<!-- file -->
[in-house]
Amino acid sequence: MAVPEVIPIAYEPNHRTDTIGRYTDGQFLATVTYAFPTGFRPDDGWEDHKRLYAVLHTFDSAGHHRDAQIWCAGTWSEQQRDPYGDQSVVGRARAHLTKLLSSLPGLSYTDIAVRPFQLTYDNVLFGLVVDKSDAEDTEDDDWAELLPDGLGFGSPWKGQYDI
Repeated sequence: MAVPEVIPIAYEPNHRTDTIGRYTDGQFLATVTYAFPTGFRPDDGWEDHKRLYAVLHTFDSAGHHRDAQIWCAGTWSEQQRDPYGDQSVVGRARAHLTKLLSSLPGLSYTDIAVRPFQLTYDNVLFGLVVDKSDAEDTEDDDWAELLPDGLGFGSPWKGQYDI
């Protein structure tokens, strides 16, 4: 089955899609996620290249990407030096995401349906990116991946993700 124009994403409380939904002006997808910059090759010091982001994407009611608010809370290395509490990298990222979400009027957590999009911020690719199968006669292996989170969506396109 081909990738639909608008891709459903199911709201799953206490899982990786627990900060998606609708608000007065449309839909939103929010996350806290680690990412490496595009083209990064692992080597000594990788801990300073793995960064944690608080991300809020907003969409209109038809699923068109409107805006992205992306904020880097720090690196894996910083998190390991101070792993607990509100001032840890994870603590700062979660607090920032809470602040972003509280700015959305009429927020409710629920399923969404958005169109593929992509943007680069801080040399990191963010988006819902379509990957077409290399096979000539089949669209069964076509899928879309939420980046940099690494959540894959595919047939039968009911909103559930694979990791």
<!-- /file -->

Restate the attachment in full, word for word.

[in-house]
Amino acid sequence: MAVPEVIPIAYEPNHRTDTIGRYTDGQFLATVTYAFPTGFRPDDGWEDHKRLYAVLHTFDSAGHHRDAQIWCAGTWSEQQRDPYGDQSVVGRARAHLTKLLSSLPGLSYTDIAVRPFQLTYDNVLFGLVVDKSDAEDTEDDDWAELLPDGLGFGSPWKGQYDI
Repeated sequence: MAVPEVIPIAYEPNHRTDTIGRYTDGQFLATVTYAFPTGFRPDDGWEDHKRLYAVLHTFDSAGHHRDAQIWCAGTWSEQQRDPYGDQSVVGRARAHLTKLLSSLPGLSYTDIAVRPFQLTYDNVLFGLVVDKSDAEDTEDDDWAELLPDGLGFGSPWKGQYDI
């Protein structure tokens, strides 16, 4: 089955899609996620290249990407030096995401349906990116991946993700 124009994403409380939904002006997808910059090759010091982001994407009611608010809370290395509490990298990222979400009027957590999009911020690719199968006669292996989170969506396109 081909990738639909608008891709459903199911709201799953206490899982990786627990900060998606609708608000007065449309839909939103929010996350806290680690990412490496595009083209990064692992080597000594990788801990300073793995960064944690608080991300809020907003969409209109038809699923068109409107805006992205992306904020880097720090690196894996910083998190390991101070792993607990509100001032840890994870603590700062979660607090920032809470602040972003509280700015959305009429927020409710629920399923969404958005169109593929992509943007680069801080040399990191963010988006819902379509990957077409290399096979000539089949669209069964076509899928879309939420980046940099690494959540894959595919047939039968009911909103559930694979990791």